their efforts on vehicles
being operated with defects
such as bad brakes, worn
tires, and defective light-
ing equipment. In addition,
attention will be directed to
drivers violating the driver
license laws of Florida.
The Patrol has found
these checkpoints to be an
effective means of enforcing
the equipment and driv-
er license laws of Florida
ensuring the protection of
all motorists.
Gulf County
SR-71 near SR-381;
SR-22 near CR-22A; SR-30
near Highland View; SR-
71 near SR-22; Lake Grove
Road near Cox Landing; SR-
30A near Simmons Bayou;
SR-71 near CR-382; SR-71
near Calhoun County Line;
SR-30 near Allen Memorial
Parkway; CR-387 near
Forestry Work Camp.

All personnel partici-
pating in the checkpoints
will be responsible for fol-
lowing the procedures out-
lined in Chapter 17.07 of
Florida Highway Patrol
Policy Manual regarding
driver license and vehicle
inspection checkpoints.


GULF COUMlV
The Gulf County Sheriff's
Office will be conducting vehi-
cle safety inspections during
the months of September and
October. The safety inspec-
tion check points will be at
various locations throughout
the county, Highway 71 north
of Westarm Creek Bridge,
Highway 22 near the intersec-
tion of Highway 22A, Highway
71 Honeyville Area, Highway
98 St. Joe Beach, Highway
98 and Garrison Ave, C30
Simmons Bayou.
A deputy patrolling Hwy
98 near Port St. Joe observed
a black SUV traveling at an
excessive speed. When he
stopped the vehicle he found
the driver, Yvette M. Ramires,
52, had been drinking alcohol-
ic beverages. After completing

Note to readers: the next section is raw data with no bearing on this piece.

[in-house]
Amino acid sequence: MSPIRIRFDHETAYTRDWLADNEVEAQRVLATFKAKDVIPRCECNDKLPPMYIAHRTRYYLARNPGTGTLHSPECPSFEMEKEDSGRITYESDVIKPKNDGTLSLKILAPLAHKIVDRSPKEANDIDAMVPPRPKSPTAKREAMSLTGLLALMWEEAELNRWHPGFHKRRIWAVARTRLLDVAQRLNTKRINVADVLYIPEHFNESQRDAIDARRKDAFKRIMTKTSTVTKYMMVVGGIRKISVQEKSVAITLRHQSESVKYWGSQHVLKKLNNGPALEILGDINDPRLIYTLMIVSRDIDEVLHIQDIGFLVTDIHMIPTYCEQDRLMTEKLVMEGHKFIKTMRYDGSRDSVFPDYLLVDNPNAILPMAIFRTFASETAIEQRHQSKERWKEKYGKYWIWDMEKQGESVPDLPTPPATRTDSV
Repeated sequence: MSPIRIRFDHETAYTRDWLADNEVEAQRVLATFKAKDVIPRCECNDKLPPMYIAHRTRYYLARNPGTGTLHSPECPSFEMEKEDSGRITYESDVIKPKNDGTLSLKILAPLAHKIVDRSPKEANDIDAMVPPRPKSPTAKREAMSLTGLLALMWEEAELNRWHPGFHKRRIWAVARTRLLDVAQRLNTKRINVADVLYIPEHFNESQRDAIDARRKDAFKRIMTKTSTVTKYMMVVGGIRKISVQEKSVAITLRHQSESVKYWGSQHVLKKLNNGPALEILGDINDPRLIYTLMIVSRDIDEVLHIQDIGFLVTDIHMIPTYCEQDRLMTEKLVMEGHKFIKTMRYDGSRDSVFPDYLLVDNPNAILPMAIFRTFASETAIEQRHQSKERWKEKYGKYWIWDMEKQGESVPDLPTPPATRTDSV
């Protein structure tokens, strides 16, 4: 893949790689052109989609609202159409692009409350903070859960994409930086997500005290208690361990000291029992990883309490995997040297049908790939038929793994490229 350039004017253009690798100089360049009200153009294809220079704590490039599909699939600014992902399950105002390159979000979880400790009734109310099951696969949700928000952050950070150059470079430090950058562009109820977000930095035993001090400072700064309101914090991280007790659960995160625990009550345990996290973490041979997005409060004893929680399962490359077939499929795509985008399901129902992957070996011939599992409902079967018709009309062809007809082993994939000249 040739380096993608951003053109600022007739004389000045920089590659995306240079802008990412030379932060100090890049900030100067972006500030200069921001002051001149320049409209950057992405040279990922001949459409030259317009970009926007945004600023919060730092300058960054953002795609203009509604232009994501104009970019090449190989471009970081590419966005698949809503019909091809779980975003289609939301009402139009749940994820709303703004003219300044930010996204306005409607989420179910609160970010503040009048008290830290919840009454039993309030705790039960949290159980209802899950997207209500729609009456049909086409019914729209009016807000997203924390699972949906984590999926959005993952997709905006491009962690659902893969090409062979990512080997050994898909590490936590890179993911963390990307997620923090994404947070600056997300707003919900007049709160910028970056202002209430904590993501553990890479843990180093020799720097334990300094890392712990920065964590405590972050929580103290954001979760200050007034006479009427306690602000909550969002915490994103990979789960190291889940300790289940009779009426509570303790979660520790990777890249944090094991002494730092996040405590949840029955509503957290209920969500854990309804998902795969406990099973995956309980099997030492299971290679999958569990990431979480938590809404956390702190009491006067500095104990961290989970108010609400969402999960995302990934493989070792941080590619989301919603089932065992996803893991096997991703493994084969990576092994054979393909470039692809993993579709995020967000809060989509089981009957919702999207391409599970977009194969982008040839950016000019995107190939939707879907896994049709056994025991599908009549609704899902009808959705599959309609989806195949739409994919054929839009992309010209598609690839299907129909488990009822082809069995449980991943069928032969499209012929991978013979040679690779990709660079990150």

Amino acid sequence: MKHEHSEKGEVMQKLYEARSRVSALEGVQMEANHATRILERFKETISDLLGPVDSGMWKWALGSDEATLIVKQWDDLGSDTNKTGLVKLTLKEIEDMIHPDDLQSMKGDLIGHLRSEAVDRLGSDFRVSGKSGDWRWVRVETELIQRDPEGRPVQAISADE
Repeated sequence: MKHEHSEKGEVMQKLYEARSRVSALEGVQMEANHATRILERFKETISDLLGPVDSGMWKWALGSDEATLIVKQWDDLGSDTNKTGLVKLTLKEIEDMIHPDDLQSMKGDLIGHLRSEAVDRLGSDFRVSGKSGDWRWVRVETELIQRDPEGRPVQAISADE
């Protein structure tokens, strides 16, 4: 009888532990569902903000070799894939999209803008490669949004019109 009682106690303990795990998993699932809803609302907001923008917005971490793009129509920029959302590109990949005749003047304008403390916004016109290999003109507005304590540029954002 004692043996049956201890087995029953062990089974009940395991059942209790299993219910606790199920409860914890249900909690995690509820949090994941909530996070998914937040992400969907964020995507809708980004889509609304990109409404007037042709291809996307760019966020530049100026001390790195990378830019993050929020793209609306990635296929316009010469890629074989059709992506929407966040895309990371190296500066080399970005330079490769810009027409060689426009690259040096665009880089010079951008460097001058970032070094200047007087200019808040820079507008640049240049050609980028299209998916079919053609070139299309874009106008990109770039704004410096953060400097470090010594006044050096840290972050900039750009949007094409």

his DUI assessments, he deter-
mined her to be intoxicated.
Mrs. Ramirez was arrested for
DUI and taken to the Gulf
County Jail.
On 10/16 investigators
arrested Benjamin C Causey,
36, and James R. Ard, 23, both
of Wewahitchka are, on charg-
es relating to a September 21
burglary in which several guns
were taken from a home in
the Dalkeith area. Causey was
charged with armed burglary,
dealing in stolen property, and
felon in possession of a fire-
arm. Ard was charged with
dealing in stolen property. In
an unrelated case, Causey was
charged with uttering a forged
instrument.
On 10/17 deputies
responded to a residence in
the Overstreet area after they
received information that a
subject there had been in a
fight with family members.
Upon arrival they learned that
Sidney Terrell Foreman, 45,
had struck his wife and child.
He was arrested for domestic
battery and child abuse.
Ronald E. Madison, 50,
was arrested on a warrant for
lewd and lascivious molesta-
tion as he was being released
from the Florida Department

FWC Division
This report represents
some significant events the
FWC handled over the past
week; however, it does not
include all actions taken by the
Division of Law Enforcement.
FRANKLIN COUNTY
On October 16, Officers
Travis Huckeba and Don
Walker worked an illegal net
fishing detail in the area of
Turkey Point. A vessel was
stopped with three subjects
on board. The subjects were
found to be in possession of
illegal nets and fish. The nets
and fish were seized. The three
subjects were arrested and
each charged with felony and
misdemeanor charges. More
charges for the three subjects


of Correction on 10/18.
Marsha R. Mount, 30, of
Panama City was arrested as
she reported to work at Gulf
Correctional on warrants from
Bay County for possession of
cocaine and possession of
drug paraphernalia.
On 10/19 deputies and
officers from parole and pro-
bation went to a residence on
St. Joe Beach and arrested
Troy Arthur Phillips, 25 on a
warrant for violation of proba-
tion.
On 10/19 deputies stopped
a vehicle on Doc Whitfield Road
for not having a tag. The driver